Wood carver Merv Robertson finds perfect location in Crawford Bay

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Wood carver Merv Robertson with a $225

“You’re a wood carver? We need a wood carver!”

That was the reaction Merv Robertson received from an artisan the first time he visited Crawford Bay. Five years later, he has a workshop and gallery in the East Shore hamlet, and couldn’t be happier.

He’s carved elsewhere — central Alberta, the Yukon, the B.C. Coast — but, as artisans and visitors alike already know, the artistic vibe in the area was just what he needed.

“This is the best location I’ve ever been in for what I do,” he said. “It’s my dream come true.”

The rural location was also a big draw, as carving can be a noisy process.

“Neighbours aren’t really conducive to carving,” his wife, Donna, said with a laugh.

The work of over a dozen other artists — including Donna, who sketches portraits and carves magic wands — is also displayed in the gallery, including Creston wildlife photographer Brent Wellander and East Shore oil painter Garth Low.

Each high-quality piece complements Robertson’s work well — his carving is smooth and flowing, rather than the rustic, squared look often expected from chainsaw carving. Of course, that’s not to say his work isn’t without charm — a selection of faces, including John Lennon’s, about six inches high lends a touch of whimsy. And they’re popular, too.

“I can’t make enough,” he said.

Robertson hasn’t always been a carver, but got his artistic start when his parents put him in painting lessons as a young teenager.

“That’s the only training I ever had,” he said.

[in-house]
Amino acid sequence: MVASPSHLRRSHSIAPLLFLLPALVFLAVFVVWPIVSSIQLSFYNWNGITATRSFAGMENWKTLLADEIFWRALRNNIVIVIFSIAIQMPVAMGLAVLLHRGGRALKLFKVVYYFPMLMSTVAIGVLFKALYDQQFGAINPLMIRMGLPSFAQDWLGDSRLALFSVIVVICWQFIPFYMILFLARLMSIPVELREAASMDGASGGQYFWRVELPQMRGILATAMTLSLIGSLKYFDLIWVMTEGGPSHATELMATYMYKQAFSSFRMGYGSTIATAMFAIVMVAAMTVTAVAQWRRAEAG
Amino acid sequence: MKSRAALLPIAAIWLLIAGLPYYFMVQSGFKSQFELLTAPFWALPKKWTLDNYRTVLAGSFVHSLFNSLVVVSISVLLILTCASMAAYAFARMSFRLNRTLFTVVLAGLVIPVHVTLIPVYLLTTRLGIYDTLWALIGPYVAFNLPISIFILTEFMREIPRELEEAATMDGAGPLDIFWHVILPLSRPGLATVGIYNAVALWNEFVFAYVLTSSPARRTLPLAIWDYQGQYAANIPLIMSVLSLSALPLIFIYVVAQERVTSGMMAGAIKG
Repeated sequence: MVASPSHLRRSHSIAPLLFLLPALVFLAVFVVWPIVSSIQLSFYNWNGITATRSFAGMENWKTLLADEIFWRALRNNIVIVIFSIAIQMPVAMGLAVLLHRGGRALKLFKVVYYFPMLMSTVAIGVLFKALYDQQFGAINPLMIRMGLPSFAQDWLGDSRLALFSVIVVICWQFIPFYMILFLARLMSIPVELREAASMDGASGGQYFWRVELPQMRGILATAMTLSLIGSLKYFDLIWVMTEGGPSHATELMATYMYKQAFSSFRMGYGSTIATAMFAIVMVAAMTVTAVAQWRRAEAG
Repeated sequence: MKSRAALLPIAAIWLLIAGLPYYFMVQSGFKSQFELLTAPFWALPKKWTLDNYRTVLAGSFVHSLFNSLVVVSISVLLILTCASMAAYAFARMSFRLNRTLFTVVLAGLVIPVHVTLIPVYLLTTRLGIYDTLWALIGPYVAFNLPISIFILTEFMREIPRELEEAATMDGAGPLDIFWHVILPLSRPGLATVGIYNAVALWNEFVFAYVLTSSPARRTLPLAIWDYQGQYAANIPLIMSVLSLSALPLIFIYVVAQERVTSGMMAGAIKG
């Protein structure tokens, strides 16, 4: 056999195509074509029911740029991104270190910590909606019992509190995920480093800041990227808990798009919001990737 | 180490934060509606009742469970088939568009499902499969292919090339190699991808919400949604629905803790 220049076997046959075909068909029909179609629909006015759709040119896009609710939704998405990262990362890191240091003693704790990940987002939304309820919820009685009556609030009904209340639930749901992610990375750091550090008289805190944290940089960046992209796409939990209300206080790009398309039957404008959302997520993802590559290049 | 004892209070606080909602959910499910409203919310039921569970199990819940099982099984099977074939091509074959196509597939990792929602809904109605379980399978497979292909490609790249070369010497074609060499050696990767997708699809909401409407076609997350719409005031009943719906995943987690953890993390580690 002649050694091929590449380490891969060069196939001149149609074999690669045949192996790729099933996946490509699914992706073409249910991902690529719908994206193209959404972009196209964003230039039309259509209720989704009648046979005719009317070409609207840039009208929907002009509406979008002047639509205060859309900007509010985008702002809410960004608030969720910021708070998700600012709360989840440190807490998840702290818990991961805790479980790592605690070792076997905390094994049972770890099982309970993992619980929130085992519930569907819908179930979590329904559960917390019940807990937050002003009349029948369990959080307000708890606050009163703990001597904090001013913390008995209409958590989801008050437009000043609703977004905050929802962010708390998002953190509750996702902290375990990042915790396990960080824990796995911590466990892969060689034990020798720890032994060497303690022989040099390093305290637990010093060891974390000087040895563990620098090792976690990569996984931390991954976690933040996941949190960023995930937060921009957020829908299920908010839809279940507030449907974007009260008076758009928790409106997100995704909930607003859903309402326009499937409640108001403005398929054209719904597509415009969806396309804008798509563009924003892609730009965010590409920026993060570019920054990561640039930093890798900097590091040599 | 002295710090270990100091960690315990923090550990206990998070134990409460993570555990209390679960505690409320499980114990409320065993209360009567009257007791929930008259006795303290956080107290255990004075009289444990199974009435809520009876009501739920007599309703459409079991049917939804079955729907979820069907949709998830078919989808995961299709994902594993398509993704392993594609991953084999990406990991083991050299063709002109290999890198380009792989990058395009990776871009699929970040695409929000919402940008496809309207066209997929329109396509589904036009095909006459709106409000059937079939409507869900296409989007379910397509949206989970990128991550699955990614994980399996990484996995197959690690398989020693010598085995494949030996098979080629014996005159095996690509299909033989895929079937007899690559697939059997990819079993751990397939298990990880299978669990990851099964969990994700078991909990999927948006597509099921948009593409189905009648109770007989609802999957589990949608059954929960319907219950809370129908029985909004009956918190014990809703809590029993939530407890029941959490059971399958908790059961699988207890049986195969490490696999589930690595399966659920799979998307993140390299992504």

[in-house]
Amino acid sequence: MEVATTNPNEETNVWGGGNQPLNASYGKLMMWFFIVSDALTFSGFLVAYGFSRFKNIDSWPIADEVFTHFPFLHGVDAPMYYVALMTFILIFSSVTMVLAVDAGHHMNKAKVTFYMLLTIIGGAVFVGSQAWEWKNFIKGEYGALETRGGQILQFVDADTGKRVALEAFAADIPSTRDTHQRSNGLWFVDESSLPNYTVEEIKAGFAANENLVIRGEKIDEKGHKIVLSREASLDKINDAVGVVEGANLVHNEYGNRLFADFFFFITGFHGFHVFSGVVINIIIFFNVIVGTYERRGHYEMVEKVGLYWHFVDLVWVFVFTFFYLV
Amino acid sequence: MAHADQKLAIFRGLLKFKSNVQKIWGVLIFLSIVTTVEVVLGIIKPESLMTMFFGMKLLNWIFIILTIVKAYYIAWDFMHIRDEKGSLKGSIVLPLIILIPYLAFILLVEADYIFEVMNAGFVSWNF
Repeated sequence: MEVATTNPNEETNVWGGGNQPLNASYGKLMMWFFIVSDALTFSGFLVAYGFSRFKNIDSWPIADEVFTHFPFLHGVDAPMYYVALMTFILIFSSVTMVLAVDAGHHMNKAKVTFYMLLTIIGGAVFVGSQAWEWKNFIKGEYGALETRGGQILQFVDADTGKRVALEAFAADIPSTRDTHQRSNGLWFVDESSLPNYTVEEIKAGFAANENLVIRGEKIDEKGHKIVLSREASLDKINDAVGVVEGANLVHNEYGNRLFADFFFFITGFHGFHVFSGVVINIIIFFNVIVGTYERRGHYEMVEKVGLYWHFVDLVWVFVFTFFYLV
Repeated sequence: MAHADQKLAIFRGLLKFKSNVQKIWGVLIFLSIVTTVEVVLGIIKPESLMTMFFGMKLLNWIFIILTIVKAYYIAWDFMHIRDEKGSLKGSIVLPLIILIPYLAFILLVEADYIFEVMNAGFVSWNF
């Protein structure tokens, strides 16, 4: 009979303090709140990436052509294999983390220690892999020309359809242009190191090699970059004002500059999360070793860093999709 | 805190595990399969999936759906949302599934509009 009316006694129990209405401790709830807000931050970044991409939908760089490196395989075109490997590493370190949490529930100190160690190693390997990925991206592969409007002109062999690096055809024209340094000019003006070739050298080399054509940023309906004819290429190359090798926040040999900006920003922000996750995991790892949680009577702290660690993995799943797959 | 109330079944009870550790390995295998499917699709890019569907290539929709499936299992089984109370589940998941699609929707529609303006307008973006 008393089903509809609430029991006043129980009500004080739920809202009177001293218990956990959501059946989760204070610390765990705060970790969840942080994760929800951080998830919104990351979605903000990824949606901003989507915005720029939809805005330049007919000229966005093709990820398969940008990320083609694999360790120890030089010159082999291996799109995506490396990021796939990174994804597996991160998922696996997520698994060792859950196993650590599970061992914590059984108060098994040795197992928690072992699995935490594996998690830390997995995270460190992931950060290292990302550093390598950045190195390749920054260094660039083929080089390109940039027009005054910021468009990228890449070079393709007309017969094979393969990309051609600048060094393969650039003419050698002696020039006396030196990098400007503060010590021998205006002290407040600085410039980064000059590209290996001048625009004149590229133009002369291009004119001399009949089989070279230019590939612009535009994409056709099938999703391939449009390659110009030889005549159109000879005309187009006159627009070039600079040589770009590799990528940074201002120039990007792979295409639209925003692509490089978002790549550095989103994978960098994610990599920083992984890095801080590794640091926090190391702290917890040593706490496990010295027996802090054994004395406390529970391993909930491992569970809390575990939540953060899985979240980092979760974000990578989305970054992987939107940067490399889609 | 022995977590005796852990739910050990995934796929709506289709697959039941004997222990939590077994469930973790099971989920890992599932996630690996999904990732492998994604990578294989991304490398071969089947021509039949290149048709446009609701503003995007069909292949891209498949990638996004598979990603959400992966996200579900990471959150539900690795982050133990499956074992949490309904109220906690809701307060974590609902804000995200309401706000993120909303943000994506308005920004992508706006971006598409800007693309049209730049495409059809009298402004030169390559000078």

His folks later bought him a set of chisels, but carving didn’t become a passion until he began building log houses.

“I realized what a chainsaw could do, and away I went,” Robertson said.

He learned on his own, preferring to be self-taught rather than taking lessons.

“You’re not limited,” he said. “No one says, ‘Hey, you can’t do that.’ ”

With no restrictions, Robertson quickly developed a strong passion for carving — a necessity for anyone attempting the time-consuming art.

“It’s just something you have to do,” he said. “Otherwise, you wouldn’t do it because it takes too long.”

A photo of a favourite, which was bought by a U.S. customer, hangs proudly on the wall. Called Slipping through the Cracks, it was carved from a cracked piece of wood and depicts a man who appears to be climbing through the wall.

When inspiration for Slipping first struck Robertson, he was home alone and the neighbour was out, so he had no one to share his excitement with.

“I was laughing and crying at the same time,” said Robertson. “I was sitting on the lawn just shaking.”

Inspiration doesn’t always strike so suddenly, though. Larger pieces develop as Robertson works, cutting knot and cracks from the wood.

“It’s pretty good, and then, bam! There it is,” he said.

One of his biggest pieces, MythConception, was carved from an 800-year-old piece of wood, and depicts Eve next to a tree picking fruit. But not just any fruit — a leaf hanging over the apple looked like North America, so after a bit of additional carving, Eve is now picking Earth.

That carving is about seven feet high, and is an eye-catching, integral part of the gallery, so much so that its price is set at $225,000. It may take time to sell, but if it does?

“I’ll have time and space to make another one,” said Roberston.

And if he stumbles across the right piece of wood, that just might happen, anyway.

“When I’m in a place along the lakeshore, I’m looking for ‘that’ piece of wood always,” he said.

Once he’s finished with the piece, it could end up pretty much anywhere — Robertson’s art can be found, among other places, in South Africa and Holland. And having a customer enjoy it makes all the hard work worth it.

“I’m doing what I love to do,” Robertson said. “You get in the zone and time just goes.”


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